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I'm a person who has overstayed their UK visa and wants to visit a solicitor to attempt to regularize my status in the country. Given that the solicitor is located in Scotland and I'm living in London, flying is the most convenient method of travel.

Would it be unwise to travel by plane between England and Scotland to visit him? What immigration checks are usually performed at UK airports for domestic flights?

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    Comments are not for extended discussion; this conversation has been moved to chat. – JonathanReez Nov 29 '17 at 16:38
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    Is there really no solicitor based in London who can assist you? – Calchas Nov 29 '17 at 19:11
  • Are you sure flying is the most convenient, especially in your situation? Train takes longer, about 4.5 hours, but goes city-center to city-center, and has no check-in or id requirements. – Patricia Shanahan Nov 30 '17 at 10:58
  • I had a referral to the one in Scotland and thus have now comfort and trust in visiting him. – J. Doe Nov 30 '17 at 11:29
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    Just get the train then you wont have to worry about showing ID whatsoever – BritishSam Nov 30 '17 at 11:53
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One of the airlines which provides many domestic flights within the UK is Flybe. For such flights passengers must provide photo ID, see the list here which includes a number of documents are not directly related to immigration status. So it would be difficult for them to check status even if they wished to.

Domestic travel - all must be photographic unless otherwise stated
A valid passport
An expired passport (domestic flights only up to two years after expiry)
Valid EU or Swiss national identity card
Valid driving licence (Full or Provisional are accepted)
Valid armed forces identity card
Valid police warrant card/badge
Valid airport employees security identity pass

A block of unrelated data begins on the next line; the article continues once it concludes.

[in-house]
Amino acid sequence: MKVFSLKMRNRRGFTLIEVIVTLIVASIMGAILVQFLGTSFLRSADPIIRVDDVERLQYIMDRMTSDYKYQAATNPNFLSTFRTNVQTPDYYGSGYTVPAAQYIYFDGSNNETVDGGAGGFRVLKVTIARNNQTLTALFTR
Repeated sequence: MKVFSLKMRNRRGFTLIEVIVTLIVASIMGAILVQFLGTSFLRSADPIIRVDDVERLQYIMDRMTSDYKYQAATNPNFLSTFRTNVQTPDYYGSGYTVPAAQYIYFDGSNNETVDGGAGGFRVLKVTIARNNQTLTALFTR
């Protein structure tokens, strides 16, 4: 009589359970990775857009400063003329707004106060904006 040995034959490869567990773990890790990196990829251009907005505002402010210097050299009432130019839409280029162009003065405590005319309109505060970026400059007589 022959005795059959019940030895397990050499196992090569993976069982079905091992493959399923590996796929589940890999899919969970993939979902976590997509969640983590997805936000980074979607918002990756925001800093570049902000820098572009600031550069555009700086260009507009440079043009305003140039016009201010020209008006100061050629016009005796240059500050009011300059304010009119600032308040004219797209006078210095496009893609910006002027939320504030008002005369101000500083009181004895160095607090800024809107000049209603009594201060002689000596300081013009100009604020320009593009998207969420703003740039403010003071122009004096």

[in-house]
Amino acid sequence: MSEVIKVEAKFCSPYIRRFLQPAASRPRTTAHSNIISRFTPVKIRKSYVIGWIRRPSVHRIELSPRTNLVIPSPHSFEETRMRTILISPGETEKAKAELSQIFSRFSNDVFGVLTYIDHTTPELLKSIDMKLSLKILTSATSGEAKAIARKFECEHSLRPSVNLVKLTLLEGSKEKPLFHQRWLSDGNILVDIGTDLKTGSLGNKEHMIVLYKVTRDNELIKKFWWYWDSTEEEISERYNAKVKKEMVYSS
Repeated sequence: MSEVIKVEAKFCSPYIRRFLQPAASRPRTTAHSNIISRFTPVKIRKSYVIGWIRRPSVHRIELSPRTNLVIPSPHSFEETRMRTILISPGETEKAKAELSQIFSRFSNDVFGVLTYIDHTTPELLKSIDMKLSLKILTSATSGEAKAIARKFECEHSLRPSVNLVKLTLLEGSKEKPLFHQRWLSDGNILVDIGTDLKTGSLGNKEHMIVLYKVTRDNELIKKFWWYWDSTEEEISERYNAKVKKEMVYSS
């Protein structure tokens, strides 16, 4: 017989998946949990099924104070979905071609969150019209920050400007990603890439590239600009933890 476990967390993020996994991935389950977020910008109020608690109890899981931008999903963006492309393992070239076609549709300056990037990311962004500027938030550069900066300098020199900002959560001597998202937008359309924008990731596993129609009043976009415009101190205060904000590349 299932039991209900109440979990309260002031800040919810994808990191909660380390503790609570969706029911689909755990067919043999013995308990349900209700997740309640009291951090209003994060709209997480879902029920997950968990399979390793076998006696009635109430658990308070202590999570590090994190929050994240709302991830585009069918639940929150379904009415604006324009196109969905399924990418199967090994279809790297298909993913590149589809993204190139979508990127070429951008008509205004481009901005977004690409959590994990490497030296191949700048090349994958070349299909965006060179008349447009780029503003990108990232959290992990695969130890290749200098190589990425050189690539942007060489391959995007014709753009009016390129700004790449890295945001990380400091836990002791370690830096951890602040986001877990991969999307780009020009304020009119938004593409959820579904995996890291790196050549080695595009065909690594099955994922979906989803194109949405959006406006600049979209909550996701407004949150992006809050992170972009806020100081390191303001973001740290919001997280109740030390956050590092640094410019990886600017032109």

A child on parent’ s passport is an acceptable form of ID
CitizenCard or Civillian Card
Valid firearm certificate
Valid Government-issued identity card
NHS SMART card
Electoral identity card
NUS card (National Union of Students)
University/college ID card
Company ID card of nationally recognised company
Council issued bus pass
Pension book (the only acceptable form of non-photographic identification)
Young Scot card
Disabled badges which have a photograph of the holder
Certificate of Competency issued by the Government (domestic routes only, must be photographic)
VALIDATE UK PASS photographic proof of age cards

I assume other airlines have similar rules.

Arrivals at UK domestic terminals does not usually involve the National Border Agency, at least at the ones I have used.

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There will normally be no immigration checks at all when flying domestically, although at Heathrow and Gatwick you will be photographed at security.

At least at Heathrow and Stansted, Border Force officers occasionally perform spot checks after security, though with a domestic boarding pass you should not be asked for travel documents.

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    Yes, and if he gets asked for ID only the photo page of passport would be checked to confirm it's him and not his visa, unless someone is really looking to catch an overstayer on a domestic flight, which is highly improbable. – Marbles Nov 29 '17 at 19:20

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